1 T curry powder
3 C chicken broth
2 C canned pumpkin
1 T honey
½ t salt
¼ t nutmeg
¼ t pepper
1 – 12 oz can evaporated milk


Melt butter in large saucepan. Add mushrooms & onions and cook until tender, stirring often. Stir in flour & curry powder. Gradually add chicken broth and cook over medium heat, stirring constantly until thickened. Stir in pumpkin & next 4 ingredients. Reduce heat & simmer 10 minutes. Stir occasionally. Stir in milk & heat through. Garnish with sour cream, chopped fresh chives or toasted coconut (toast coconut in low oven – about 325 degrees – for 5-10 minutes) Makes 6-1 cup servings.

Vegetarian Retreat Menu – Part 2

Black Bean Burger

Here are the remaining menus for the retreat. The participants took a break and went to a local farmer’s market for dinner on Day 7 – besides various prepared foods, the market featured live music, organic meats, cheeses, baked goods, jewelry and knitted items for sale. The recipe for the Black Bean Burgers is at the end. Enjoy!

Day 7Lunch
Quinoa Salad

Farmer’s Market

Day 8Lunch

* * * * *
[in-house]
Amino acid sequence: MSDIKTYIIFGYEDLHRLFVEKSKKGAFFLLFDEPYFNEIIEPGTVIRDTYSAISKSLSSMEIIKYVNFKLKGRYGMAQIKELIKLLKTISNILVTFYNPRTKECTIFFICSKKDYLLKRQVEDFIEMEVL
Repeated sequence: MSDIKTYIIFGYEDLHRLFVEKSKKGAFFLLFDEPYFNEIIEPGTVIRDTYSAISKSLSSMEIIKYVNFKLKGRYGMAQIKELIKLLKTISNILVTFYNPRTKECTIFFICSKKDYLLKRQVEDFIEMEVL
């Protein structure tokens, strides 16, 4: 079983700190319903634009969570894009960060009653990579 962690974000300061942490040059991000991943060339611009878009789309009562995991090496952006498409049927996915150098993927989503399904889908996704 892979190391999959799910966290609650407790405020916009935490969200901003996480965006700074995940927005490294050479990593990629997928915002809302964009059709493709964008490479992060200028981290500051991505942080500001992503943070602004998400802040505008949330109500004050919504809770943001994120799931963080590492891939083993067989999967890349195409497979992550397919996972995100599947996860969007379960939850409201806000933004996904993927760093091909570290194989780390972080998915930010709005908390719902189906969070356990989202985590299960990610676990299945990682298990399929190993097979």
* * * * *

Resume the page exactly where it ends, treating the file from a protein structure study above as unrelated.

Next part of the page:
Black Bean Burgers with Avocado & Alfalfa Sprouts
Blue Corn Chips

Veggie Pizza
Chocolate Chip Cookie Ice Cream Sandwiches

Day 9
Veggie wraps (humus, red onion, tomatoes, carrots. cucumber)

Ginger & garlic linguine with scallions & water chestnuts
Sesame grilled tofu
Steamed Broccoli
Apple Crisp

Day 10
Cheese Quesadillas
Black Bean Soup

Tempeh Coconut Curry
Brown & Wild Rice
Sesame Green Beans
Ginger Ice Cream

Day 11
Curried Pumpkin Soup
Egg Salad Sandwiches

Spicy Black Bean Burger with Avocado, Alfalfa Sprouts
And Chipotle Mayonnaise


Black Bean Burgers
2 15-oz cans black beans, drained well
6 green onions, finely chopped
½ c. finely chopped seeded red bell pepper
¼ c. chopped fresh cilantro
2 large garlic cloves, minced
1 ½ T. minced seeded jalapeno chili
2 t. ground cumin
1 large egg
2 T. plus 1 c. yellow cornmeal
6 T. olive oil
6 whole wheat hamburger buns
2 large avocadoes, sliced
Alfalfa sprouts

Chipotle Mayonnaise
3/4 cup mayonnaise
1 tablespoon chipotle chilies, finely chopped
1 tablespoon fresh cilantro, chopped
1 1/2 teaspoons fresh lime juice


Place drained beans in a large bowl. Using hand masher, mash beans coarsely. Mix in green onions, bell pepper, cilantro, garlic, jalapeno and cumin. Season to taste with salt and pepper. Mix in egg and 2 T. cornmeal. Place remaining 1 c. cornmeal in small dish. Shape bean mixture into 6 flattened patties. Turn to coat in cornmeal. Heat 3 T. oil in heavy large skillet over medium heat. Fry bean burgers until firm and crisp, adding more oil as needed, about 6-8 minutes on each side. Drain on paper towels. Transfer to whole wheat buns and garnish with avocado slices and alfalfa sprouts. Chipotle mayonnaise: Mix the mayonnaise, chipotles, cilantro, and lime juice until well blended. Refrigerate and allow flavors to blend before using. Serve 1/8 c. on the side. Makes 6 burgers.